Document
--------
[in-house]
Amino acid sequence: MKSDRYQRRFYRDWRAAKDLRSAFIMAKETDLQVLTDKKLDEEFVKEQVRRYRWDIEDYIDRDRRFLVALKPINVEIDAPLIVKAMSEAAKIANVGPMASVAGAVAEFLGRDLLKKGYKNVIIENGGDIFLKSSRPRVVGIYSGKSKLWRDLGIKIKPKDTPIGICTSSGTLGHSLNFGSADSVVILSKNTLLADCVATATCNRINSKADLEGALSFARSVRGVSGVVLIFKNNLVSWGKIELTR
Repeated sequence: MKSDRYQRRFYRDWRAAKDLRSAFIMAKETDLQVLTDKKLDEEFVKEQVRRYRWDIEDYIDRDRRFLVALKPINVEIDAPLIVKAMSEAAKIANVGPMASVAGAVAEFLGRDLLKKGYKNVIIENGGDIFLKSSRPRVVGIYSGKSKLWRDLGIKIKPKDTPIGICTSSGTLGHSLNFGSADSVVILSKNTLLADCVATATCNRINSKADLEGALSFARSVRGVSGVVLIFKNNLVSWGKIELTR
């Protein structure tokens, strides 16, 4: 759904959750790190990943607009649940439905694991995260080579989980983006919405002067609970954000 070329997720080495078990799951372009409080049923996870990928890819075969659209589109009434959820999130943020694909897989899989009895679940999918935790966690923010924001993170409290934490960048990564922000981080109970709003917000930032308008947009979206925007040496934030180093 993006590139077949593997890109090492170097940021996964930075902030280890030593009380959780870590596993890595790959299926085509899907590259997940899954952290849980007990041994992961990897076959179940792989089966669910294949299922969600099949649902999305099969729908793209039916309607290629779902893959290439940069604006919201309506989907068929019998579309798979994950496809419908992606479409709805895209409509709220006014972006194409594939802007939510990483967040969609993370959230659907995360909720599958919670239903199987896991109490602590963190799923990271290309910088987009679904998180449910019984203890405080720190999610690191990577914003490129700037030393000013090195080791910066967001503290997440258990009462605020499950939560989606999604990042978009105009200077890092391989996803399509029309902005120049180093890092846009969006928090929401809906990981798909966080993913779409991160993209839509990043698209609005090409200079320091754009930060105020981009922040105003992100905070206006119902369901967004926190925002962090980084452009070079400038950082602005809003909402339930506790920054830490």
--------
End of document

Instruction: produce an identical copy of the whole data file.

[in-house]
Amino acid sequence: MKSDRYQRRFYRDWRAAKDLRSAFIMAKETDLQVLTDKKLDEEFVKEQVRRYRWDIEDYIDRDRRFLVALKPINVEIDAPLIVKAMSEAAKIANVGPMASVAGAVAEFLGRDLLKKGYKNVIIENGGDIFLKSSRPRVVGIYSGKSKLWRDLGIKIKPKDTPIGICTSSGTLGHSLNFGSADSVVILSKNTLLADCVATATCNRINSKADLEGALSFARSVRGVSGVVLIFKNNLVSWGKIELTR
Repeated sequence: MKSDRYQRRFYRDWRAAKDLRSAFIMAKETDLQVLTDKKLDEEFVKEQVRRYRWDIEDYIDRDRRFLVALKPINVEIDAPLIVKAMSEAAKIANVGPMASVAGAVAEFLGRDLLKKGYKNVIIENGGDIFLKSSRPRVVGIYSGKSKLWRDLGIKIKPKDTPIGICTSSGTLGHSLNFGSADSVVILSKNTLLADCVATATCNRINSKADLEGALSFARSVRGVSGVVLIFKNNLVSWGKIELTR
């Protein structure tokens, strides 16, 4: 759904959750790190990943607009649940439905694991995260080579989980983006919405002067609970954000 070329997720080495078990799951372009409080049923996870990928890819075969659209589109009434959820999130943020694909897989899989009895679940999918935790966690923010924001993170409290934490960048990564922000981080109970709003917000930032308008947009979206925007040496934030180093 993006590139077949593997890109090492170097940021996964930075902030280890030593009380959780870590596993890595790959299926085509899907590259997940899954952290849980007990041994992961990897076959179940792989089966669910294949299922969600099949649902999305099969729908793209039916309607290629779902893959290439940069604006919201309506989907068929019998579309798979994950496809419908992606479409709805895209409509709220006014972006194409594939802007939510990483967040969609993370959230659907995360909720599958919670239903199987896991109490602590963190799923990271290309910088987009679904998180449910019984203890405080720190999610690191990577914003490129700037030393000013090195080791910066967001503290997440258990009462605020499950939560989606999604990042978009105009200077890092391989996803399509029309902005120049180093890092846009969006928090929401809906990981798909966080993913779409991160993209839509990043698209609005090409200079320091754009930060105020981009922040105003992100905070206006119902369901967004926190925002962090980084452009070079400038950082602005809003909402339930506790920054830490």